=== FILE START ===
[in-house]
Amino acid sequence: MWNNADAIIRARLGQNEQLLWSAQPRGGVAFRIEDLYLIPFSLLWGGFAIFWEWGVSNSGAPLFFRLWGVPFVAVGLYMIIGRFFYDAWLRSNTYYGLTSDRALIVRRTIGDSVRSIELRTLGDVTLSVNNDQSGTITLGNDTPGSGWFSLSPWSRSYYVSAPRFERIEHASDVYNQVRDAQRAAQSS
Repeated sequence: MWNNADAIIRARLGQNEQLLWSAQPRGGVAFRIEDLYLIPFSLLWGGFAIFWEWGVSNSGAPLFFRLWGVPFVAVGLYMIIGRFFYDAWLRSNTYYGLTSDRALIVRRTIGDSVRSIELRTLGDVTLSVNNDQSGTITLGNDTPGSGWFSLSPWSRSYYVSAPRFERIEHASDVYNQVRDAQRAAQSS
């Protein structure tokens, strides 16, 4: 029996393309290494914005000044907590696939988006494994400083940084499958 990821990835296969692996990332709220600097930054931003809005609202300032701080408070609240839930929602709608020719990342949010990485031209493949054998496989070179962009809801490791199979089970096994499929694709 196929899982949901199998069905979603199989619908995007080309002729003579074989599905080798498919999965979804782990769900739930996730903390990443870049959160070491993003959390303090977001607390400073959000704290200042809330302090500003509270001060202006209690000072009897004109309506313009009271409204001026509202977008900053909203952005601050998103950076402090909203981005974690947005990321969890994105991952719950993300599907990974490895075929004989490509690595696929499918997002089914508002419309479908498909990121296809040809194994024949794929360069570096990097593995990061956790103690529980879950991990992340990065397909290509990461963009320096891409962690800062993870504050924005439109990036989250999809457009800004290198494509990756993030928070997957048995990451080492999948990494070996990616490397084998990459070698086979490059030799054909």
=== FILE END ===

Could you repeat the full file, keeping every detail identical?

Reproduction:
[in-house]
Amino acid sequence: MWNNADAIIRARLGQNEQLLWSAQPRGGVAFRIEDLYLIPFSLLWGGFAIFWEWGVSNSGAPLFFRLWGVPFVAVGLYMIIGRFFYDAWLRSNTYYGLTSDRALIVRRTIGDSVRSIELRTLGDVTLSVNNDQSGTITLGNDTPGSGWFSLSPWSRSYYVSAPRFERIEHASDVYNQVRDAQRAAQSS
Repeated sequence: MWNNADAIIRARLGQNEQLLWSAQPRGGVAFRIEDLYLIPFSLLWGGFAIFWEWGVSNSGAPLFFRLWGVPFVAVGLYMIIGRFFYDAWLRSNTYYGLTSDRALIVRRTIGDSVRSIELRTLGDVTLSVNNDQSGTITLGNDTPGSGWFSLSPWSRSYYVSAPRFERIEHASDVYNQVRDAQRAAQSS
């Protein structure tokens, strides 16, 4: 029996393309290494914005000044907590696939988006494994400083940084499958 990821990835296969692996990332709220600097930054931003809005609202300032701080408070609240839930929602709608020719990342949010990485031209493949054998496989070179962009809801490791199979089970096994499929694709 196929899982949901199998069905979603199989619908995007080309002729003579074989599905080798498919999965979804782990769900739930996730903390990443870049959160070491993003959390303090977001607390400073959000704290200042809330302090500003509270001060202006209690000072009897004109309506313009009271409204001026509202977008900053909203952005601050998103950076402090909203981005974690947005990321969890994105991952719950993300599907990974490895075929004989490509690595696929499918997002089914508002419309479908498909990121296809040809194994024949794929360069570096990097593995990061956790103690529980879950991990992340990065397909290509990461963009320096891409962690800062993870504050924005439109990036989250999809457009800004290198494509990756993030928070997957048995990451080492999948990494070996990616490397084998990459070698086979490059030799054909």